Astronomers expected that such dwarf stars might host many Earth-sized planets in tight orbits, making them promising targets in the hunt for extraterrestrial life, but TRAPPIST-1 is the first such system to be found.

Co-author Amaury Triaud expands:

"The energy output from dwarf stars like TRAPPIST-1 is much weaker than that of our Sun. Planets would need to be in far closer orbits than we see in the Solar System if there is to be surface water.


Fortunately, it seems that this kind of compact configuration is just what we see around TRAPPIST-1!"

The team determined that all the planets in the system are similar in size to Earth and Venus in the Solar System, or slightly smaller.


The density measurements suggest that at least the innermost six are probably rocky in composition.


Imagine standing on the surface

of the exoplanet TRAPPIST-1f.

This artist's concept is one interpretation

of what it could look like.

Credit: NASA/JPL-Caltech

The planetary orbits are not much larger than that of Jupiter's Galilean moon system, and much smaller than the orbit of Mercury in the Solar System.


However, TRAPPIST-1's small size and low temperature mean that the energy input to its planets is similar to that received by the inner planets in our Solar System.


TRAPPIST-1c, d and f receive similar amounts of energy to Venus, Earth and Mars, respectively.

All seven planets discovered in the system could potentially have liquid water on their surfaces, though their orbital distances make some of them more likely candidates than others.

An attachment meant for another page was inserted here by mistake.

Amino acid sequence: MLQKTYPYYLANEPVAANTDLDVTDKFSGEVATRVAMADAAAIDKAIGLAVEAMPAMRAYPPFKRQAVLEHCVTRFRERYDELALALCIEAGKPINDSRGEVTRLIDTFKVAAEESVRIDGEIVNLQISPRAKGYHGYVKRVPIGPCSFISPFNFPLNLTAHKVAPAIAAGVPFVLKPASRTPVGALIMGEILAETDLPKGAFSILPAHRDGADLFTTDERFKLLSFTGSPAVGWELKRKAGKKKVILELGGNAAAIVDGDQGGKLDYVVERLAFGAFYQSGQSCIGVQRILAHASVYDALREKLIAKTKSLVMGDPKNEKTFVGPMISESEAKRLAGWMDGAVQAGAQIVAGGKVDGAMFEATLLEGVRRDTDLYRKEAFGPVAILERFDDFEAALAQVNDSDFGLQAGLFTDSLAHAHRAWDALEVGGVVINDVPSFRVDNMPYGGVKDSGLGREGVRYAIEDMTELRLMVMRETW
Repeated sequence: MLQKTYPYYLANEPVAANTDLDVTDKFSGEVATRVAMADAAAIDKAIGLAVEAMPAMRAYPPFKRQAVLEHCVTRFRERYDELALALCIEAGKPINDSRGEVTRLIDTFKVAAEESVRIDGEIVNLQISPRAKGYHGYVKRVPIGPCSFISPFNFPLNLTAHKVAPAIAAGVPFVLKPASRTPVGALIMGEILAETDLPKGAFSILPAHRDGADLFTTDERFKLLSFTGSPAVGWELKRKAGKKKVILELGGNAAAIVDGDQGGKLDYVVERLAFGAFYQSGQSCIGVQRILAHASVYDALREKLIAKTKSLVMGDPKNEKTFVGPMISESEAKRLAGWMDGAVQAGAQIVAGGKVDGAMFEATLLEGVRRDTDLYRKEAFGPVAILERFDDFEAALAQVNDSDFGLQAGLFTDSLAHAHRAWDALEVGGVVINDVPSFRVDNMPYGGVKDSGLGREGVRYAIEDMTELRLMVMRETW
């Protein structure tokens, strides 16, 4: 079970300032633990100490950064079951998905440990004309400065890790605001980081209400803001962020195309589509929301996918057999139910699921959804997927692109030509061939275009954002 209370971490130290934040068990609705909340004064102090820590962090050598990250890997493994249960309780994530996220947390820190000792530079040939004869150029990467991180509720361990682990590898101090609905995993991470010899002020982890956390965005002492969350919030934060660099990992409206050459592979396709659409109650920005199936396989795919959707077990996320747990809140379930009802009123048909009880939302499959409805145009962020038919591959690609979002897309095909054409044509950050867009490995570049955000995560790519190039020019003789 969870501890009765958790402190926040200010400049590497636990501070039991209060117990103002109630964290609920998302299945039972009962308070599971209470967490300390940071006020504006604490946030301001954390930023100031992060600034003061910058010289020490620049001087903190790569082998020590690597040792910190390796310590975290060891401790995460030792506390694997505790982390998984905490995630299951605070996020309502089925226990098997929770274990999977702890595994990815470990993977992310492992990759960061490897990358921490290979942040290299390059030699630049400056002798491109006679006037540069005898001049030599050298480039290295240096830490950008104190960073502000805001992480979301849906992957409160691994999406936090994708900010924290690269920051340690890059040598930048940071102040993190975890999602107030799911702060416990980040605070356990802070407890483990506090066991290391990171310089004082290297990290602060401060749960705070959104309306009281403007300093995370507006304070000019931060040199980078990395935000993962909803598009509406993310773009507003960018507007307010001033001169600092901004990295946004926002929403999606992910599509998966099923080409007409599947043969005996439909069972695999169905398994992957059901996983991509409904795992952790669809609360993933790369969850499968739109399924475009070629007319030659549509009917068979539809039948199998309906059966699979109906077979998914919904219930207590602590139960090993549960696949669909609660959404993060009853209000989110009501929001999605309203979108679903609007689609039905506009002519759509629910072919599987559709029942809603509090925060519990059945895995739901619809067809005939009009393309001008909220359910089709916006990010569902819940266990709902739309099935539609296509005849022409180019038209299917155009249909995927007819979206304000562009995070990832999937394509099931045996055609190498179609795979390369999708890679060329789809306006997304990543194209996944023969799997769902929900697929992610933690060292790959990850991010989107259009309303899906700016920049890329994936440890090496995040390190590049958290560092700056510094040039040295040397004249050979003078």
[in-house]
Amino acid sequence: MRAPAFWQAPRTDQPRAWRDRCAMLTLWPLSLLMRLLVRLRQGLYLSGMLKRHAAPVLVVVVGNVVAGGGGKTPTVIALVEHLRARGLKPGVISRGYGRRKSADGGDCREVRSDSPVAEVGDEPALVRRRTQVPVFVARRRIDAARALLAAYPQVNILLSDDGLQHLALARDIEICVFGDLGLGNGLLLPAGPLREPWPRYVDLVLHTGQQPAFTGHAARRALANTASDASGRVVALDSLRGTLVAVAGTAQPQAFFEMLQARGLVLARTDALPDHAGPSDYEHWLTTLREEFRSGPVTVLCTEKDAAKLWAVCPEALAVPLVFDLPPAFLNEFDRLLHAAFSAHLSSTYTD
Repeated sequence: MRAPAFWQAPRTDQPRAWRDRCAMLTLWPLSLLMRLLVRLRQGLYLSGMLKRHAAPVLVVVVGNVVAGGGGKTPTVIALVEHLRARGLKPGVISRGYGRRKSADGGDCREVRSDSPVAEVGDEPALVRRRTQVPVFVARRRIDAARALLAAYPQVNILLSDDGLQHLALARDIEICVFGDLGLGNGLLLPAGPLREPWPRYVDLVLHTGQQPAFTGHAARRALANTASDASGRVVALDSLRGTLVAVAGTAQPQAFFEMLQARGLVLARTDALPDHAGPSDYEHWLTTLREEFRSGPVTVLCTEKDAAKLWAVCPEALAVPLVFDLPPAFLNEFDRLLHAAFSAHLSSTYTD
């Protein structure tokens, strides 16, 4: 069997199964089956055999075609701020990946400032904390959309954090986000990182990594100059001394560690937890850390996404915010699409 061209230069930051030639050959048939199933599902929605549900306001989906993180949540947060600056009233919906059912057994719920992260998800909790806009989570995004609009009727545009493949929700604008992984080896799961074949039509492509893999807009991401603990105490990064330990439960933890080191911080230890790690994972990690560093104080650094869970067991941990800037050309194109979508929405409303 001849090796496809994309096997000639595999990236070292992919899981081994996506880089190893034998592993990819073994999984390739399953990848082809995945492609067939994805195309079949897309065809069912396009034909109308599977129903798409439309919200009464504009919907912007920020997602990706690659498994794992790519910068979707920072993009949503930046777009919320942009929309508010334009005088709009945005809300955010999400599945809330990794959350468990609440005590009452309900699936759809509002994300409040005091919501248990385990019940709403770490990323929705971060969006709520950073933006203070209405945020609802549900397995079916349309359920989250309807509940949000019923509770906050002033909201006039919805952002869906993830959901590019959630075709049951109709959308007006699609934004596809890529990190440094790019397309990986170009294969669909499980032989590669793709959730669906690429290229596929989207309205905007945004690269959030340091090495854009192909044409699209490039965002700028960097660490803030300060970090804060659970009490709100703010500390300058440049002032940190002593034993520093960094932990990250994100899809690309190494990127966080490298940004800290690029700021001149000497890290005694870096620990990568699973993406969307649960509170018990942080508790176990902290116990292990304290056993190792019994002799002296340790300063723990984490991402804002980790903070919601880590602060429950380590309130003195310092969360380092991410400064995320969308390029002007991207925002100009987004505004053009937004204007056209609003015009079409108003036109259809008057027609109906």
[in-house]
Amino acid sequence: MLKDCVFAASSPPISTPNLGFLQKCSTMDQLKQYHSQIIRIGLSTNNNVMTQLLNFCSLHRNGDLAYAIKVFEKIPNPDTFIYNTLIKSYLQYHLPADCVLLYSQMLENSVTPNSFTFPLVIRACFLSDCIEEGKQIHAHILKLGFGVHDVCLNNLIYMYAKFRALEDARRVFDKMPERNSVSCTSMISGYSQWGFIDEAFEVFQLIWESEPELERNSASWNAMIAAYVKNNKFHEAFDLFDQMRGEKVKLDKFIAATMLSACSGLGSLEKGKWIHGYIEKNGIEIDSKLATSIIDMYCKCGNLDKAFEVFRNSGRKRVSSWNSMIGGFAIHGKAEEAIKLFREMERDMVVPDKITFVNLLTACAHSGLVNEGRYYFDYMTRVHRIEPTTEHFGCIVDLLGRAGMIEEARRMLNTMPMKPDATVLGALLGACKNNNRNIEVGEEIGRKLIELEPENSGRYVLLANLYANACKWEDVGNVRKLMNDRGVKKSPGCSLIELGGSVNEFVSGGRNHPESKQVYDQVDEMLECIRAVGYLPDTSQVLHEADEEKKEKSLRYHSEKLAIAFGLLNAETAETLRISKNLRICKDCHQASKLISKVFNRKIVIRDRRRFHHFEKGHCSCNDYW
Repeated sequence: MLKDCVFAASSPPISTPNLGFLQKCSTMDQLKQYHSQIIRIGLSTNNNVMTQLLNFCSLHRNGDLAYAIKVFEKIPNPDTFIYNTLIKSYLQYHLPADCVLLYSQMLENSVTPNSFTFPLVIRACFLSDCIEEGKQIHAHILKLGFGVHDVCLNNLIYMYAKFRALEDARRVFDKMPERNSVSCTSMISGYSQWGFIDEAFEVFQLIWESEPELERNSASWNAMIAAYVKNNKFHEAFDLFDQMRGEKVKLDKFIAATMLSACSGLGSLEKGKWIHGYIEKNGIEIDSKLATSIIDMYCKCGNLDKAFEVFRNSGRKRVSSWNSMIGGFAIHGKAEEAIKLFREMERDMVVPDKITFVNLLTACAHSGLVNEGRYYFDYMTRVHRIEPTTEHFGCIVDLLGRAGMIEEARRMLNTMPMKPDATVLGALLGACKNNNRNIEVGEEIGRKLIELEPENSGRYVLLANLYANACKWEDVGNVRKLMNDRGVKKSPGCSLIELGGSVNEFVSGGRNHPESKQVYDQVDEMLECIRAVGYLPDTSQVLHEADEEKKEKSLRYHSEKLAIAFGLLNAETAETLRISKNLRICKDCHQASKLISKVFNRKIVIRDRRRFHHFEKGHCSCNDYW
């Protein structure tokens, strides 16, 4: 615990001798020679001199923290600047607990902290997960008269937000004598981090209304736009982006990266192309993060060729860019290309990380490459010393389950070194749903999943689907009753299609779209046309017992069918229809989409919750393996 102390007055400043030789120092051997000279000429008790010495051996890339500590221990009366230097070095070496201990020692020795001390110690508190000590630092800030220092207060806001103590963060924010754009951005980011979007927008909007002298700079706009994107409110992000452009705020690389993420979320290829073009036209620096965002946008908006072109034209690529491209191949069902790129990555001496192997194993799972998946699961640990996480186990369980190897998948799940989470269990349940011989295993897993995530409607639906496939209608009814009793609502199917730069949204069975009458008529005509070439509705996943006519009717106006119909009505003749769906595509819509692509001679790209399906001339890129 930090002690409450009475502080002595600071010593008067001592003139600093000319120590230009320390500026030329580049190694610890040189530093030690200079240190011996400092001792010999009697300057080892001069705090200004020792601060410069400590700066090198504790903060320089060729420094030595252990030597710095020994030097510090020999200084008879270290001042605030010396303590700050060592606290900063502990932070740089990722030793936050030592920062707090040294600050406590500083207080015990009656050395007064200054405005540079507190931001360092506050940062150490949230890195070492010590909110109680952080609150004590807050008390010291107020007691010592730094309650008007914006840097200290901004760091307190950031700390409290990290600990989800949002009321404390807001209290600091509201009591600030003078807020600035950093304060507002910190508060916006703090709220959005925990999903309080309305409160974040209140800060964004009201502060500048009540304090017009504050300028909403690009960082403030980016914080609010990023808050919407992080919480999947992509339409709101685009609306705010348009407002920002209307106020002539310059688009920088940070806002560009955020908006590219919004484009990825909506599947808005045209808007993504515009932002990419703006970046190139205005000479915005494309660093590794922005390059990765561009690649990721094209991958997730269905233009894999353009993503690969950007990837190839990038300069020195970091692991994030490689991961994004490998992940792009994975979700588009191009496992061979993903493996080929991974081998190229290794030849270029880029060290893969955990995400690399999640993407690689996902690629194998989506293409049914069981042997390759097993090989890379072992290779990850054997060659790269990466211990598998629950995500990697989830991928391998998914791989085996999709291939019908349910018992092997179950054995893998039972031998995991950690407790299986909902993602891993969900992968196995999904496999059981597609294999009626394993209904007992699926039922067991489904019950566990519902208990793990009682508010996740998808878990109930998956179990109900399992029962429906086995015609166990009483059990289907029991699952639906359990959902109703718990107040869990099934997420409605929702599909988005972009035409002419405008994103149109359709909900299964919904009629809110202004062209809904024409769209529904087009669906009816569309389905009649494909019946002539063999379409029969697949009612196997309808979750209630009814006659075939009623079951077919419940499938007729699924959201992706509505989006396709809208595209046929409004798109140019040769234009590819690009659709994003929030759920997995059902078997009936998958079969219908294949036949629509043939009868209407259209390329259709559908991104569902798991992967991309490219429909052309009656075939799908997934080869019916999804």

Climate models suggest the innermost planets, TRAPPIST-1b, c and d, are probably too hot to support liquid water, except maybe on a small fraction of their surfaces.


The orbital distance of the system's outermost planet, TRAPPIST-1h, is unconfirmed, though it is likely to be too distant and cold to harbor liquid water - assuming no alternative heating processes are occurring.


TRAPPIST-1e, f, and g, however, represent the holy grail for planet-hunting astronomers, as they orbit in the star's habitable zone.


These new discoveries make the TRAPPIST-1 system a very important target for future study.


The NASA/ESA Hubble Space Telescope is already being used to search for atmospheres around the planets and team member EmmanuŽl Jehin is excited about the future possibilities: